Friday, January 26, 2007

Distressed Chinese Cargo Ship Having Water Removed Off Oahu

The U.S. Coast Guard was pumping water out of a Chinese cargo ship about a mile off Oahu near the Honolulu airport on Thursday after a rough storm led to the formation of a more than four-foot-long crack in its hull. The 485-foot Tong Cheng was en route to the Caribbean carrying plywood, steel and a limited amount of ammunition when the water forced it to make an unscheduled stop in the islands, said Coast Guard Lt. Nikki Samuel. The Coast Guard kept the ship about 70 miles off shore for several days after receiving the distress call last week to make sure the ship wasn't leaking fuel that could contaminate the Hawaiian Islands and the Northwestern Hawaiian Islands National Marine Monument. Samuel said she didn't know what kind of ammunition was on board, but it wasn't unusual for general cargo ships to carry such freight.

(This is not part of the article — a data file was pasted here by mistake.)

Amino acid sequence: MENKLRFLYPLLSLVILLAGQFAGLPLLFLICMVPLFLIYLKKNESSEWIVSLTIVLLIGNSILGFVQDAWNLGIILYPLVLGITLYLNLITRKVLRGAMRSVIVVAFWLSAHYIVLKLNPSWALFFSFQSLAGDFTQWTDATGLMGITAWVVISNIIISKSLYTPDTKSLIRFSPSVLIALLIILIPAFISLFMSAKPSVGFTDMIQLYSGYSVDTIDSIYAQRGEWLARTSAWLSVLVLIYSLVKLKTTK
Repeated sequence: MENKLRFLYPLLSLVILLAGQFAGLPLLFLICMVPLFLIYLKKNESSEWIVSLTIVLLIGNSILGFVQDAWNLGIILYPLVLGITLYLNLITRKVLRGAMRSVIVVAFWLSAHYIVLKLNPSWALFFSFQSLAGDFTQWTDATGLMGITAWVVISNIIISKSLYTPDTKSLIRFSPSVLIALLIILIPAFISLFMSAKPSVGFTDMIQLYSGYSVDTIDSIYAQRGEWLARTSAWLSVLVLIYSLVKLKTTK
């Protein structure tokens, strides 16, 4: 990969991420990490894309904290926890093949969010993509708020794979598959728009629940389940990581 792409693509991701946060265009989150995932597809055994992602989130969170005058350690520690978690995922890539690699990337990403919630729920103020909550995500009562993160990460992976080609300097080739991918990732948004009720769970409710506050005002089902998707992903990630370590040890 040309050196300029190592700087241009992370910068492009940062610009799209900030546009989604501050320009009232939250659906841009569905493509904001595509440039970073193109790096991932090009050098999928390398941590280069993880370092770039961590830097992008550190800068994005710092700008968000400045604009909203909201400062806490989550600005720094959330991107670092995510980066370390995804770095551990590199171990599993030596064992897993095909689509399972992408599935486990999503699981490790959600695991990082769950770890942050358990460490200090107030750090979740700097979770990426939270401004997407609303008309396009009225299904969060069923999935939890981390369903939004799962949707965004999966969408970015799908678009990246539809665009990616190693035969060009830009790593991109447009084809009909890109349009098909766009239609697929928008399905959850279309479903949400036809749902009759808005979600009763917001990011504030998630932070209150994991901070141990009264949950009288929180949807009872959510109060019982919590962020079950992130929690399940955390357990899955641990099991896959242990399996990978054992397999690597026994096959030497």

The Coast Guard Cutter Walnut (WLB 205) monitors the Motor Vessel TONG CHENG
The Coast Guard and U.S. Customs officials received a detailed manifest for the ship's cargo and were still reviewing it. The ship also reported carrying diesel engines and polychlorinated biphenyl (PCB) resin. U.S. Navy divers have already patched the crack to stop the leakage, but the ship plans to have additional work done in Hawaii before returning home for permanent repairs. The ship was to enter Barber's Point harbor on Oahu's western shore once enough water has been removed and it is light enough. It is not clear how long the Tong Cheng will have to stay in the islands. Samuel said the Coast Guard would conduct a safety inspection of the vessel before it leaves. The ship, which has a crew of 26 people, all Chinese citizens, is owned by the Shanghai Ocean Shipping Company, the Coast Guard said. The ship had been planning to stop in Costa Rica, the Dominican Republic, and other Caribbean countries after passing through the Panama Canal.

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